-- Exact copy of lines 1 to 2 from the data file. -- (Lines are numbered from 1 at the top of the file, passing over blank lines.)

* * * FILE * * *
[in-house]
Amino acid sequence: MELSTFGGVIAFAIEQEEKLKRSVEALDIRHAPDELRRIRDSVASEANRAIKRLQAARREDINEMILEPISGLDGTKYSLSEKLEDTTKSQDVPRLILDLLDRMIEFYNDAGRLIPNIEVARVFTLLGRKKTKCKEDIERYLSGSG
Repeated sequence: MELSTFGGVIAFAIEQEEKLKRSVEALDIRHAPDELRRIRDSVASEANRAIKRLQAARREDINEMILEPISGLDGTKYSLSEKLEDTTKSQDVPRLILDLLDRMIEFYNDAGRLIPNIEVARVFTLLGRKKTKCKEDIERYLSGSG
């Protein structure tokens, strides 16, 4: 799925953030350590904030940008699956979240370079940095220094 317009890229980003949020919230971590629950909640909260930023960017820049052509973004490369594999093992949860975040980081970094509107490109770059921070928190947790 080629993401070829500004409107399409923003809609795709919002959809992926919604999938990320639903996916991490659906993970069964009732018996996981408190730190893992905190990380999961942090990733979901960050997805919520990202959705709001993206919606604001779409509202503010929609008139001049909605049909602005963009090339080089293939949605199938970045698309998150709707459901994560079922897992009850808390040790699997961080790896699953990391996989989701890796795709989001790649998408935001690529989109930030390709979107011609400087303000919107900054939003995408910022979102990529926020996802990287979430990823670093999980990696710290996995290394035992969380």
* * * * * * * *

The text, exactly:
[in-house]
Amino acid sequence: MELSTFGGVIAFAIEQEEKLKRSVEALDIRHAPDELRRIRDSVASEANRAIKRLQAARREDINEMILEPISGLDGTKYSLSEKLEDTTKSQDVPRLILDLLDRMIEFYNDAGRLIPNIEVARVFTLLGRKKTKCKEDIERYLSGSG